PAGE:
However in 1466, at the age of fourteen Leonardo was apprenticed to teh artist Andrea di Cione more commonly known has Verrocchio, whose workshop was ‘one of the finest’ in Florence. Here Leonardo would have been exposed to both theoretical training and a vast range of technical skills. Including drafting, chemistry, metallurgy, metal working, plaster casting, leather working, mechancis and carpentry as well as atristist skills of drawing, painting, sculpting and modeling. After gasping all these skills, in 1472 Leonardo qualified as a master in hte Guild of St. Luke. Leonardo’s earliest known dated work is a drawing in pen and ink of the Arno valley, drawn August 5, 1473. Three years later in 1476, Leonardo and three other men were charged with sodomy and acquitted. From that date to 1478 there is no record of his work or even his whereabouts.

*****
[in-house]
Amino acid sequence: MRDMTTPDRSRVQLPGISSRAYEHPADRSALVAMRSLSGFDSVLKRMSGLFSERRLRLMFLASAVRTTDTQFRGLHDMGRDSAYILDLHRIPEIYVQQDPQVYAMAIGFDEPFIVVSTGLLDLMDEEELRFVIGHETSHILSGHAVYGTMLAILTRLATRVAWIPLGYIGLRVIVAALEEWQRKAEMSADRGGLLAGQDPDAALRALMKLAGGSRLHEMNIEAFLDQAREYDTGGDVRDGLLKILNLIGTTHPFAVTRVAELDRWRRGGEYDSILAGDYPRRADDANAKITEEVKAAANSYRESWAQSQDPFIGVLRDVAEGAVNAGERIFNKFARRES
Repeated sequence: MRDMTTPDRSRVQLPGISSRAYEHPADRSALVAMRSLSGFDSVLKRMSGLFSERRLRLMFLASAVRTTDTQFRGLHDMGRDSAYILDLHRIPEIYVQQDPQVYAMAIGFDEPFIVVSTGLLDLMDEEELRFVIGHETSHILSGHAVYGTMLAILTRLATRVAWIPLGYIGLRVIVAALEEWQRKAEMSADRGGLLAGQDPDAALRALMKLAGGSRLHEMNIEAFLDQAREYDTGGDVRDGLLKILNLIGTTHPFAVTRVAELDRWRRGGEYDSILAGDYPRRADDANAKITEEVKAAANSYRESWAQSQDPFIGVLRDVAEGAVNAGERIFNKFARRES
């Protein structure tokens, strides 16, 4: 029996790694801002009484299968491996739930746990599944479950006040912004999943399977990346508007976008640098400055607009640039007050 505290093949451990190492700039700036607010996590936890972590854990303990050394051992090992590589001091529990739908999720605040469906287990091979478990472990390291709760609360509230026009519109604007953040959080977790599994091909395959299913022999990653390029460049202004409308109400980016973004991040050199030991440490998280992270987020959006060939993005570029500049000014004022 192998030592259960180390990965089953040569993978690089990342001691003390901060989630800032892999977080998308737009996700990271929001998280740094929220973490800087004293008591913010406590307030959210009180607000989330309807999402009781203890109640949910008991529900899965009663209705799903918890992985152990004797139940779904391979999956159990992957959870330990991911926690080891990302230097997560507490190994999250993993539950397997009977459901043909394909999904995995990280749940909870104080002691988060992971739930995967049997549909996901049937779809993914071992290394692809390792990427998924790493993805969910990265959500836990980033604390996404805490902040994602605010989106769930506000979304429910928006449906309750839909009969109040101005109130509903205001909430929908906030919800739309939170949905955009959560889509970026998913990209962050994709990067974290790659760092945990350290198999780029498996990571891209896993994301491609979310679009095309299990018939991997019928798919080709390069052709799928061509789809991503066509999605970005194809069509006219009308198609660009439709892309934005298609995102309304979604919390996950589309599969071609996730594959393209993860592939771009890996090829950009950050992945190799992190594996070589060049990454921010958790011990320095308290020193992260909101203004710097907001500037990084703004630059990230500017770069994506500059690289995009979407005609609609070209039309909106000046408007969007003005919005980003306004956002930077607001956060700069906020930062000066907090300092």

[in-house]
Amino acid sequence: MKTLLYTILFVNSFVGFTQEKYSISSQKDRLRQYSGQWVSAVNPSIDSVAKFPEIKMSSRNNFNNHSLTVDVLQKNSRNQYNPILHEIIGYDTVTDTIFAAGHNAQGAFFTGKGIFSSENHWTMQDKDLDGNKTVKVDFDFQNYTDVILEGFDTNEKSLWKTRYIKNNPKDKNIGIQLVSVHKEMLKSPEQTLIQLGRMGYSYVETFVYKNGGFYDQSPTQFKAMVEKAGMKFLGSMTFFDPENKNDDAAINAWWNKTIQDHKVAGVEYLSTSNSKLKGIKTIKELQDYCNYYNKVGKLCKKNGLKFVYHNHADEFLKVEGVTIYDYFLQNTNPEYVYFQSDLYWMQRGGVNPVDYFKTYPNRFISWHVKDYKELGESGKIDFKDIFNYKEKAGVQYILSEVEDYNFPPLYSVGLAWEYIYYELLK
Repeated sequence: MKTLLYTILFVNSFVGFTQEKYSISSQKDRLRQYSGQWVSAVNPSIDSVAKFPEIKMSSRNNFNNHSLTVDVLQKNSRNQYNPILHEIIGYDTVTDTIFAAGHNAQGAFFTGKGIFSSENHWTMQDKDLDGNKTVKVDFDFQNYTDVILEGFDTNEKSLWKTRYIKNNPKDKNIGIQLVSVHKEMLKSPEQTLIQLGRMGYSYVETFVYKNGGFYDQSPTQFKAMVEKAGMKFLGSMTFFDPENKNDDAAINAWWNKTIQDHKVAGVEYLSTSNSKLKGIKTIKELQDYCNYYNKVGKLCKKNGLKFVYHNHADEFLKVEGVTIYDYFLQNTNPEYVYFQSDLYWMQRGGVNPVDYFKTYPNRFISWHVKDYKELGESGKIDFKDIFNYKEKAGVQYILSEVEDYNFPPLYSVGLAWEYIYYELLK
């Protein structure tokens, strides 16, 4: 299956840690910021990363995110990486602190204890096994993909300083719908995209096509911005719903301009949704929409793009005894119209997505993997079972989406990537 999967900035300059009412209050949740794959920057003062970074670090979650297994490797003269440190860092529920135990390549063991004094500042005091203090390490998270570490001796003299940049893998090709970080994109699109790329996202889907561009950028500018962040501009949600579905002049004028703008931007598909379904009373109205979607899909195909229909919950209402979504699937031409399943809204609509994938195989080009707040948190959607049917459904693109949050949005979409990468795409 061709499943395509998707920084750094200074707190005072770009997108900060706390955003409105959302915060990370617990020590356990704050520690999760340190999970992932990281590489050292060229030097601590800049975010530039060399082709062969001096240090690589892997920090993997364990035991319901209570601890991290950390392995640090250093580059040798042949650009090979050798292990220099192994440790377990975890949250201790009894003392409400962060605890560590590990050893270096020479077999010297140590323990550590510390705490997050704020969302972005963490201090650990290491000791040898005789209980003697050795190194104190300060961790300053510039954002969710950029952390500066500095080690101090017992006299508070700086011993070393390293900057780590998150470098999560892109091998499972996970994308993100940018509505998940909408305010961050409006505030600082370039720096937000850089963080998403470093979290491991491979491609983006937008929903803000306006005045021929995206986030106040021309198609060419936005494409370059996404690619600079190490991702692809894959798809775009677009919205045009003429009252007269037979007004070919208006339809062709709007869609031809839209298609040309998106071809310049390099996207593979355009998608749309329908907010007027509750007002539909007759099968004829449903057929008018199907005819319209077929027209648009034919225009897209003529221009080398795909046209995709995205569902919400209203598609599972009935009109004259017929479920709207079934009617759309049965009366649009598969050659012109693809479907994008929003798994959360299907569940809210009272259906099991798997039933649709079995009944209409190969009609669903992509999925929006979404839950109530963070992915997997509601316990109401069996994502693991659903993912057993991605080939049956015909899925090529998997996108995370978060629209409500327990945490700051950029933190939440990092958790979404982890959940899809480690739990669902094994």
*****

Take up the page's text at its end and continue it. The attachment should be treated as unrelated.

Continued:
In 1478 he left Verroccio’s studio and was no longer part of his father’s household. In January 1478, he received the first of two commissions: to paint an altarpiece for the Chapel of St. Bernard in the Palazzo Veccio and in March 1482, The Adoration of The Magi for the Monks of San Donato a Scopeto. Neither of the commissions were completed. In 1482 Leonardo, who according to Vasari was a most talented musician, created a sliver lyre in the shape of a horse’s head. Lorenzo de’ Medici sent Leonardo to Milan (Which interupted his second commission.) bearing the lyre as a gift, to secure peace with Ludorico il Maro, Duke of Milan. At this time Leonard wrote an often qouted letter describing the many marvellous and diverse things that he could achieve in the field of engineering and in the last line of the letter informed him that he could also paint.